• Offer a clearly defined meaning about its brand;
  • Have brand-related solutions to any situation; and
  • Give the customer a great experience.

Storyselling: How The Convergence of Content And Commerce Builds Customer Experiences That Sell

Storyselling, the marriage of content and commerce, works most effectively in building long-term relationships with customers. While its impact can be difficult to measure, retailers have seen positive effects: Food52’s storyselling efforts have helped it boost 20% over the past year, according to Amanda Hesser, CEO and Co-Founder.

Key takeaways:

  • Devices like Siri, Alexa and Google Home are becoming key platforms for content, with brands already vying to become part of their “consideration sets,” according to Ryan Ross, EVP Marketing and Digital Commerce, HSN;
  • Influencers can be a powerful part of storyselling efforts, both to amplify a brand’s message and assist with personalization efforts;
  • Leveraging consumer-generated content, particularly on visually oriented social platforms such as Instagram, is a critical part of a successful storyselling strategy; and
  • Brands shouldn’t put all their storyselling eggs in one basket. “You can’t have a single focus on one channel; retailers need to create and deliver the appropriate content for wherever the customer is,” said Ross.

Delivering On The Promise Of Customer-Centricity And Personalization 

After Graeme McVie’s post-holiday personal email analysis, he explained that out of the more than 1,000 email offers he received from various retailers, nearly 90% were irrelevant to his needs. It is not enough to be “personalized”; retailers must be certain of relevancy. Nikki Baird from RSR Research and Chuck Sample from US Foods discussed pricing and predictive analytics as being key to retail success. “In a race to the bottom, the finish line is a cliff,” said Baird. Can you win a race to the bottom on price? Not unless you’re Walmart. Retailers must have the ability to plan and optimize personalized pricing.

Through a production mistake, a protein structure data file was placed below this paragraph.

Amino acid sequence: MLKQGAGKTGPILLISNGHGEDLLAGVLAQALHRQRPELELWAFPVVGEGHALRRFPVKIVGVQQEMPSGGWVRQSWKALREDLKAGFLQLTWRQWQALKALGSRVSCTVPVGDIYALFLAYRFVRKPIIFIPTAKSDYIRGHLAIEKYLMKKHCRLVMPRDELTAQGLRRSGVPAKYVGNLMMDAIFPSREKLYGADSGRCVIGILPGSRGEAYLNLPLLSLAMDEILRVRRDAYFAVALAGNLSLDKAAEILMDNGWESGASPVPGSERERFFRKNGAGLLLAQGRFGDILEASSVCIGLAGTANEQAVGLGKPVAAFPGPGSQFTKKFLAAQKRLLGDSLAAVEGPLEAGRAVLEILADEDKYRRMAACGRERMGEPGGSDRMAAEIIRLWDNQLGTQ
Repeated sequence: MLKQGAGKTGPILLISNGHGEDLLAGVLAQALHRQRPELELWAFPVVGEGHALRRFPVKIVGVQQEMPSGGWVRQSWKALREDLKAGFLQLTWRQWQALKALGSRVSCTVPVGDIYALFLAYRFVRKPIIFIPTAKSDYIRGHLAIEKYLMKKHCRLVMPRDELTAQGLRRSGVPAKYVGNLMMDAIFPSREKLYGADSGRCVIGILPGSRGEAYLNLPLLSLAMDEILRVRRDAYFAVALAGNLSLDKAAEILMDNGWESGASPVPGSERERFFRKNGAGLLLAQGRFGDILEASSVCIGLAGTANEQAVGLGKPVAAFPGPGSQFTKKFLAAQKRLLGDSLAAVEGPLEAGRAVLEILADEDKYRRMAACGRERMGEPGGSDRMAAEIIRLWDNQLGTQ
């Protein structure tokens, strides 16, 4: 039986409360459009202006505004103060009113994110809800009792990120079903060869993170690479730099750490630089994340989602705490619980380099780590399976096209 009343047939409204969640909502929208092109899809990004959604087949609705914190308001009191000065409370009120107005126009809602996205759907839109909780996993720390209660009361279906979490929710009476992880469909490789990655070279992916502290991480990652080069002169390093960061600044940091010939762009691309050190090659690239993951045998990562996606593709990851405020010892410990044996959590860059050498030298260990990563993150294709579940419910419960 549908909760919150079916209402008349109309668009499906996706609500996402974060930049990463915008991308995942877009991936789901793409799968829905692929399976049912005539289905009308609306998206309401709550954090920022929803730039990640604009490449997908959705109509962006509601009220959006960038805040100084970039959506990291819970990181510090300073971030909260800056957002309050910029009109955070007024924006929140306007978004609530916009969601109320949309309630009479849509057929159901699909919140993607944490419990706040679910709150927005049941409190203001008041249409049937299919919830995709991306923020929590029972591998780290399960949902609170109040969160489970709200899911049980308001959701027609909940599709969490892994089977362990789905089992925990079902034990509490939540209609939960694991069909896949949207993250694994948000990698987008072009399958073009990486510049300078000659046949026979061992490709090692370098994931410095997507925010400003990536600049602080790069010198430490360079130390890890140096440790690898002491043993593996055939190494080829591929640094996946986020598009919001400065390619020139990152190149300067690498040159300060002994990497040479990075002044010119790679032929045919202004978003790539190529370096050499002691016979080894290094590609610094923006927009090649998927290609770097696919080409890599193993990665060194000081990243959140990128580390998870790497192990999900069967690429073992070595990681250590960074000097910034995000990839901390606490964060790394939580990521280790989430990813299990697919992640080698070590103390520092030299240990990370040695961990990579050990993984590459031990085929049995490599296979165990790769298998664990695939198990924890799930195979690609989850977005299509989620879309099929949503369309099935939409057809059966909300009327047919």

Key takeaways:

  • Personalization is essential; but it must be relevant as well;
  • Retailers must have the ability to plan and optimize personalized pricing;
  • Retailers must wean shoppers off of deep discount promotions; and
  • Predictive analytics will help retailers make actionable decisions around pricing and assortment.

Customer First: Transform The In-store Experience And Drive Performance

Emily Sklar, Manager, Learning and Development for Kate Spade and Pierre Oliver, Manager, Learning Technologies and Systems, Tiffany & Co., discussed the importance of store associates and how they are vital to delivering a customer-first experience on a consistent basis. In fact, 85% of shoppers seek out help or recommendations from sales associates, and 87% will buy those recommended items. In addition, 77% of customers are more likely to make a purchase from an associate who helped them previously. The key to harnessing this power; training and communication. 

Key takeaways:

  • Every aspect of the experience must be through a customer-first lens; 
  • Associates must be passionate brand fans who will bring more to the customer; and
  • Retailers must make consistent, branded, communications to explain exactly what sales professionals’ goals should be.